It would be easy to dismiss this taxi driver as crazy and extreme, but this would not be fair and even ignorant on my behalf. This man was vocalising what growing numbers of people throughout Europe feel and fear. In 2017 the Chatham House Royal Institute of International Affairs published the results of an online survey, asking respondents their views on the statement that "all further migration from mainly Muslim countries should be stopped". Of the 10 European countries surveyed, an average of 55 percent of respondents agreed with the statement. 25 percent neither agreed nor disagreed, while only one in five respondents felt Muslim immigration should continue. Poland was the country most in favour of a ban on Muslim immigration with 71 percent of respondents agreeing with the statement. Austria was close behind with 65 percent. An Ipsos Mori Poll in 2016, further found that Europeans tend to massively overestimate the number of Muslims living in their country as well as the rate in which this number is increasing. As my taxi driver was very open about his opinion, and thinking about how fast we were discussing very personal views, I feel as if he wanted to be challenged on his thoughts and ideas. Having said this, that might very well be wishful thinking on my part, as all throughout Europe openly anti-immigrant, anti- Islam nationalist right-wing parties are on the rise that – although VERY openly voicing their ideas – are not interested in being challenged. Examples are Britain First, Golden Dawn, Pegida and the Pan-European identitarian movement with established branches in France, Italy, Austria, Germany and Belgium, often collaborating with already existing national extreme-right groups. The rhetoric and discourse used and pushed by these groups is exclusionary, aimed at driving a wedge between what are considered to be ‘patriots’ – often white nationals – and the multicultural other, but especially the Muslim, in order to preserve the ethno-national identity of countries. The identitarians claim to be ready to fight against the threat of “self-destruction through a multicultural zeitgeist”. Many of these organisations and movements claim to stand up to the left-wing, elitist, hegemony that has been dominant for too long and is to blame for the current state of society. Without wanting to insinuate that my taxi driver was part of one of these organisations or movements, his ideas and perceptions were in line with theirs. By using the internet and in particular by using social media and by being very present at public rallies, these groups are contributing to the creation of social images in which crime, migration and terrorism are all linked and in which the lines and differences between being a refugee, a terrorist or a Muslim are blurring. In doing so, they are creating a fertile breeding ground for the classification and hierarchisation of refugees along lines of religion, race and gender, with male, Muslim men who actively travelled to Europe instead of waiting in a camp to be rescued by Western saviours, being seen as the most dangerous and most unwelcome. But preferably, no Muslims at all, not even the good ones.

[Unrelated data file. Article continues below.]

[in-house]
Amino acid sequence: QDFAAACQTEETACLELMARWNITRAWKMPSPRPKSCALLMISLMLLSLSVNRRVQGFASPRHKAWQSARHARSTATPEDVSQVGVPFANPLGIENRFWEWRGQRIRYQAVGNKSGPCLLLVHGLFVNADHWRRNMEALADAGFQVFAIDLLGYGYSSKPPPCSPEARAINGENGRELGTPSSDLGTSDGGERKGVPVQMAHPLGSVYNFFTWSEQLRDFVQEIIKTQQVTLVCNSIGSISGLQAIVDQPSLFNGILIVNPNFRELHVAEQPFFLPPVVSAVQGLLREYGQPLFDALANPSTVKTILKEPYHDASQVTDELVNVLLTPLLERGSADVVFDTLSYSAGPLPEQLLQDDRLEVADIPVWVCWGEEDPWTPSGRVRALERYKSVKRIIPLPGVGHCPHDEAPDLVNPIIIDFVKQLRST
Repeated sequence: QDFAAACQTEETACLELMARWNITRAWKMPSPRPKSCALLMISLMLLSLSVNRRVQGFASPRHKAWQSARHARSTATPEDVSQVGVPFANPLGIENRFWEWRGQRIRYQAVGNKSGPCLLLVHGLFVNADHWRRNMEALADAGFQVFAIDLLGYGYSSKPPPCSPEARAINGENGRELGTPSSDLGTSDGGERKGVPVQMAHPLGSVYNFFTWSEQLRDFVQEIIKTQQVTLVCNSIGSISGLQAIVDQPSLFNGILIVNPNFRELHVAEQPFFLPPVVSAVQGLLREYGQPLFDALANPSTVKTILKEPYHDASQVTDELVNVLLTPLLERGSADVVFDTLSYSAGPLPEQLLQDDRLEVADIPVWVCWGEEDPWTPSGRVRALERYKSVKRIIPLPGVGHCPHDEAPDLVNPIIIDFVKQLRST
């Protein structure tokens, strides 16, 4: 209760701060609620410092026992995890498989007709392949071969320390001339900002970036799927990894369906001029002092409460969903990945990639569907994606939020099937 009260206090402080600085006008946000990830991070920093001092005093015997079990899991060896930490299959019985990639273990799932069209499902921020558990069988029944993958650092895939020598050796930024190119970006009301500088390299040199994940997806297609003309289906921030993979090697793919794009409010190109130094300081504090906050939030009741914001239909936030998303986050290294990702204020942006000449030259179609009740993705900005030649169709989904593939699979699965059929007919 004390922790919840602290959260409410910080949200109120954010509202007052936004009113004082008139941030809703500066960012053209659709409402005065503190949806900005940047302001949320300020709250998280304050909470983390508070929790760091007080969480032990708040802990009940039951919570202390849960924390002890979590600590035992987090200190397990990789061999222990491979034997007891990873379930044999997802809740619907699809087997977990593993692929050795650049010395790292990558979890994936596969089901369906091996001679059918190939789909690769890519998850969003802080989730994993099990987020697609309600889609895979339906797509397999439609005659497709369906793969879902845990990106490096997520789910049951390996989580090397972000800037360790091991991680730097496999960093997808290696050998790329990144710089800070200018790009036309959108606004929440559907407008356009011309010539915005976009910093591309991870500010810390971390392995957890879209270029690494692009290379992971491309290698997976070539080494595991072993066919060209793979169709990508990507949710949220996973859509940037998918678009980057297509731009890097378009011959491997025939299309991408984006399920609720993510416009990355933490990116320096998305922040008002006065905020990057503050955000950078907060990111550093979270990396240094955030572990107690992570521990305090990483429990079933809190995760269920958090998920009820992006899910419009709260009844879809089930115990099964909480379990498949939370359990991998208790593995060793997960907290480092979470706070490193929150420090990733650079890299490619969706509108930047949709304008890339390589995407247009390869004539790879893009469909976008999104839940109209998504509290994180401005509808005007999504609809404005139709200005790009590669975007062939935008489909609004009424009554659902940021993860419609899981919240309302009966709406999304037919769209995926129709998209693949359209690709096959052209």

Looking at these developments, there can be no other conclusion than to be very concerned about the misinformation and misconceptions concerning key global issues and features of the population as a result of which people are starting to feel as if they are strangers in their own country in line with Hochschild’s (2016) analysis of the rise of the right in the United States. What Hochschild’s analysis shows is the importance of staying in communication with those who are starting to feel estranged from their own country, instead of turning our backs on them and mocking them for their beliefs, fears and ideas. Whereas it might be easier, more comfortable and take less energy not to engage with those with whom we profoundly disagree, we need to do the complete opposite. As scholars and public intellectuals we have the responsibility to delink some of the false narratives that are out there, and we need to do it in such a way that we are not dismissing the fears and concerns of our conversation partners as being ignorant or dumb. We should be listening to these concerns, acknowledge that terrorism and migration are challenges societies worldwide are facing, and by providing objective facts and figures we should be educating people in order to debunk the alleged links between crime, terrorism, migration and Islam. We also should invest in building relations with policymakers and offer them our advice and expertise in finding ways to deal with the difficult dilemma they are facing: How to respond to fears and anxieties, knowing that the underlying phenomena - terrorism, migration – are hard to be controlled by any government interference. In line with Garland’s Culture of Control (2001) there seems to be a tendency for politicians to then ‘act out’ by calling for harsh and punitive measures, by engaging in ‘othering’ and by tapping into the very emotions and fears one should try to take out of these discussions. Though I have written about the necessity to engage in public and political debates before, I am going to echo that call once more. But with an important addition: Don’t just resist but listen and engage in order to understand the alienation that is felt throughout society, not just by migrants, Muslims or refugees. Whereas many scholars who are researching issues of migration and borders always stress the necessity of not just writing or talking about migrants or refugees, but instead also making sure that they speak with and actively engage them in the research and discussions, the same holds for writing or talking about those on the other side of the spectrum. Whether it be the right-wing supporter or just a concerned citizen who has seen his or her neighbourhood or country change: we need to talk to them and engage with them, not just write about them as this will equally contribute to the process of othering and stand in the way of any constructive (ex)change.